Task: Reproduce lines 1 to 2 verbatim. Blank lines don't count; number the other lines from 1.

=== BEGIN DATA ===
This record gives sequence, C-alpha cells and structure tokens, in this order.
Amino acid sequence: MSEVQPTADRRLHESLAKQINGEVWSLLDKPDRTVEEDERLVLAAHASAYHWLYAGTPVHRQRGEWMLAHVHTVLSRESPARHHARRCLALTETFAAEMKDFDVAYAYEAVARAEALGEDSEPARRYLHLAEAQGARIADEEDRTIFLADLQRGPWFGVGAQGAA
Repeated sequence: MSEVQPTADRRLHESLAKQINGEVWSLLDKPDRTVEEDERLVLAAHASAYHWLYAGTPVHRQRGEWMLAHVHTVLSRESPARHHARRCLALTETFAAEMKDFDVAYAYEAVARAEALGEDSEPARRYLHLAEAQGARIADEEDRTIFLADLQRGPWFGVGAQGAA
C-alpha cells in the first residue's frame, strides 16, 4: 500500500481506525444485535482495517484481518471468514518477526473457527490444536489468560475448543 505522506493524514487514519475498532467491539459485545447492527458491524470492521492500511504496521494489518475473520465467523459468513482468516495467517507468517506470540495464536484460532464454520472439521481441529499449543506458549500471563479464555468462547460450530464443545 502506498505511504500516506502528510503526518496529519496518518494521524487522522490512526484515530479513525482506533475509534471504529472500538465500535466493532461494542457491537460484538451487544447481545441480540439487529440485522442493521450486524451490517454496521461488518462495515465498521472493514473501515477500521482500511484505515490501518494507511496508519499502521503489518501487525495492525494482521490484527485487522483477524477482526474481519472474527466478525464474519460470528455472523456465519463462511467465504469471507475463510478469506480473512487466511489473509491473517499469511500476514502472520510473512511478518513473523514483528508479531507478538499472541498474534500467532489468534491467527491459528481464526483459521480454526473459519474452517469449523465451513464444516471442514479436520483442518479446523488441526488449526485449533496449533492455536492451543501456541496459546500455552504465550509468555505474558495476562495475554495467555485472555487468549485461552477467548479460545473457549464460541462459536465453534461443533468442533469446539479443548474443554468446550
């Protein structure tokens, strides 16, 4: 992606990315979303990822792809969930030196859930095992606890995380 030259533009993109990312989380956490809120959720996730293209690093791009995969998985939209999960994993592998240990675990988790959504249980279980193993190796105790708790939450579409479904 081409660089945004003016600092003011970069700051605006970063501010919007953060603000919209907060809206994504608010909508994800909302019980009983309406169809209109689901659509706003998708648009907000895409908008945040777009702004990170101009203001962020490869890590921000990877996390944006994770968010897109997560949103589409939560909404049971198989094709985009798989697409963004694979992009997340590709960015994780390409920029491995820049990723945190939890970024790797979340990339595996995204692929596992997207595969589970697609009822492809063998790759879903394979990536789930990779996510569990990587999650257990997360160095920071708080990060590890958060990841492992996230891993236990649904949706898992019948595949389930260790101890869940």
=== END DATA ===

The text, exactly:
This record gives sequence, C-alpha cells and structure tokens, in this order.
Amino acid sequence: MSEVQPTADRRLHESLAKQINGEVWSLLDKPDRTVEEDERLVLAAHASAYHWLYAGTPVHRQRGEWMLAHVHTVLSRESPARHHARRCLALTETFAAEMKDFDVAYAYEAVARAEALGEDSEPARRYLHLAEAQGARIADEEDRTIFLADLQRGPWFGVGAQGAA